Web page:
July 24, 2019 § Leave a comment
No you can’t help me!
When I walk into a shop laid out for browsing I don’t want a sales assistant to rush up to me and gush ‘Can I help you?’. Frankly, If I wanted help, I would ask for it.
Why have a shop layout which encourages customers to have a good look around if sales assistants are going to hound them from the time they walk through the door.
Maybe I sound like a grumpy old woman. I’m not. (Grumpy). But I’m definitely old enough to ask for information/advice when I need it – however I probably won’t know what help I need until I’ve had a look around the shop and realised I can’t find what I’m looking for. Or maybe I’ll want “that one in a different colour/size” when I see one in the wrong colour/size. It’s one of retail’s biggest mistakes in my opinion – to get people into their lair and then turn them off by hassling them like it was a bazaar.
There used to be more counters, definite ‘don’t walk beyond this spot’ barriers, where customers expected attention from sales assistants and wanted, actually needed, their help because they couldn’t get what they wanted it without it. In fact, waiting too long before being served was annoying. In that arrangement ‘Can I help?’ was exactly what you wanted to hear.
Then there’s the complete opposite of all this – the shop where it’s hard to find a sales assistant in the first place and when you do, they don’t want to help.
I was shopping for a bra the other day – one to fit with a new dress because none of the bras I owned did the job. I went to my favourite lingerie department, looked through the rails, couldn’t find what I was looking for and went in search of a sales assistant. I imagined a salesperson would know the stock and be able to help since I was looking for something pretty specific.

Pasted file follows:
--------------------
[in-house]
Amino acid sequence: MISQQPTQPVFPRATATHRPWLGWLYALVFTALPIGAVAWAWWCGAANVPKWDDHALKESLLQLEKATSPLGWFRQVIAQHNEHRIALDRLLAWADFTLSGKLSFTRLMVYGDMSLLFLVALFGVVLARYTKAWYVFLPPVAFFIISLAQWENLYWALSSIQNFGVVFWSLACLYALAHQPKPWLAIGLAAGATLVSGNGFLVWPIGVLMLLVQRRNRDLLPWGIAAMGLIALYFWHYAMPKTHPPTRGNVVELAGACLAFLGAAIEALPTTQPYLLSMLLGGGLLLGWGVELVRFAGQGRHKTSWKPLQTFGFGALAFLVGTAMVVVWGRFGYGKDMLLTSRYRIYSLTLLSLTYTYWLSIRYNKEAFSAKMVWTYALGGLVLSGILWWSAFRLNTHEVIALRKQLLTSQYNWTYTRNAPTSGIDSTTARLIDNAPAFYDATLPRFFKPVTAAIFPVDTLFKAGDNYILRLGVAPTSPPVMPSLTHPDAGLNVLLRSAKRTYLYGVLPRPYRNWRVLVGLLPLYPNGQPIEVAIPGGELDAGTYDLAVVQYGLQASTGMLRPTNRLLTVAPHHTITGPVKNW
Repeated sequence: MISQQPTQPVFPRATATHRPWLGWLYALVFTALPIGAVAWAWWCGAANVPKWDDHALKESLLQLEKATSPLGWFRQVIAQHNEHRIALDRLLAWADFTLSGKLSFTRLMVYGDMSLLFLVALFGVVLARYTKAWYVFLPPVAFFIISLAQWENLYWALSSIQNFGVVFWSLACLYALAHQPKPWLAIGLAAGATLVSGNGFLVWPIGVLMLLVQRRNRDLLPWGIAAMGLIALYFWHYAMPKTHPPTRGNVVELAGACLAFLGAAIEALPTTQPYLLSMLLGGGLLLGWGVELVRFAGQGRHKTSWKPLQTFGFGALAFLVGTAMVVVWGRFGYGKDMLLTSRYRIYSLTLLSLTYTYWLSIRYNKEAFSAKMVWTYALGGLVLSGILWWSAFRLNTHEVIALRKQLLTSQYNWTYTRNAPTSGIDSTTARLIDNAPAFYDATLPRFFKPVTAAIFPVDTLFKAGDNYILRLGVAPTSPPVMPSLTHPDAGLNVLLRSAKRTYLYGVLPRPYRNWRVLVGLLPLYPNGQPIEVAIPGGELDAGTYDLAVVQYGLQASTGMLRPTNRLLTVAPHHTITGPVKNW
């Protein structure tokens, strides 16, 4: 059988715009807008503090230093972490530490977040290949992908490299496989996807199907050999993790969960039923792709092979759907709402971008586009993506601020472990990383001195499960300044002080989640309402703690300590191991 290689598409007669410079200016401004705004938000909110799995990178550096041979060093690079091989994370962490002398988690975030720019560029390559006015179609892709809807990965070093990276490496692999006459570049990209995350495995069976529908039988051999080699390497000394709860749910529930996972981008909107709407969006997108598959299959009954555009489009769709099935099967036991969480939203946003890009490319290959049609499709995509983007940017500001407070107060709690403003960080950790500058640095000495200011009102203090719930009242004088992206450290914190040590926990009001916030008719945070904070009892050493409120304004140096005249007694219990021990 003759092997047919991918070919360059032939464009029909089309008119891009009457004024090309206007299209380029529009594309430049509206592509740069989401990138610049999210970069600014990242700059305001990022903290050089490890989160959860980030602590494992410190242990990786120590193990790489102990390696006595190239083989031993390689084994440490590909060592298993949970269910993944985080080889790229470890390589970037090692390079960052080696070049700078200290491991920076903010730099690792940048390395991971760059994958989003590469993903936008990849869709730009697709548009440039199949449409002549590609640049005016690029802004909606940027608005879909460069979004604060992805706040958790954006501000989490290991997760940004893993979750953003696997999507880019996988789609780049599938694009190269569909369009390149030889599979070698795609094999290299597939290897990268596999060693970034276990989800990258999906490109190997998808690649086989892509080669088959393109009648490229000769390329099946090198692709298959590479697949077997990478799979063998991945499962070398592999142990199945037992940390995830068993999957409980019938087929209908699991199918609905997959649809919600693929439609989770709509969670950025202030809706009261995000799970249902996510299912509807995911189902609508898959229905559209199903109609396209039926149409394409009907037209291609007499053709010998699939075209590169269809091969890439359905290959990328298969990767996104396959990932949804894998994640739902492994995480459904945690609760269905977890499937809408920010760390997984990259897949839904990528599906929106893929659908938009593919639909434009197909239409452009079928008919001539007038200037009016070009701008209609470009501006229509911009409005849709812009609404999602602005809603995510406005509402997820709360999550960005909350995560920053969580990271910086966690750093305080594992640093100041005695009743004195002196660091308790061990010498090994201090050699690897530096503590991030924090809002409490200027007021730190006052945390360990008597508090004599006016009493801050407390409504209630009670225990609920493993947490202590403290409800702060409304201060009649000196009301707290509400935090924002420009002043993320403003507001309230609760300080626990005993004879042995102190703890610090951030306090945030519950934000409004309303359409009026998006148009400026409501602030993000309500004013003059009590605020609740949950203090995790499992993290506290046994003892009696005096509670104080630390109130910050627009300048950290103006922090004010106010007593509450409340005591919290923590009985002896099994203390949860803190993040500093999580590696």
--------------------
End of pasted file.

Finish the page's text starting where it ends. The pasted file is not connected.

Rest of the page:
When I finally found a sales assistant, which wasn’t easy, she was restocking a fixture. I felt like I was interrupting as opposed to wanting to give the store business! Her response was to trot over to where I had already looked and tell me that the bra I had described used to be there but evidently wasn’t anymore. And that was it. She went back to stocking the fixture, giving no advice as to how I might find the bra or paying me any further attention.
(In case you’re worrying, I found the bra eventually – from the same retailer but online. For the men who are reading this, bras are like shoes – better tried on, even if you know your size, so online isn’t ideal.)
I don’t want to get into the ‘every customer is different’ and ‘every shop is different’ debate. There is a one-size-fits-all solution and it should be used. The clue lies in the job title, sales assistant. ‘Sales’ – that bit’s easy: on behalf of the business, sales assistants will handle transactions. Assistant – their job is to help – when the customer needs help but not to mob or avoid helping by stocking shelves. Problem sorted.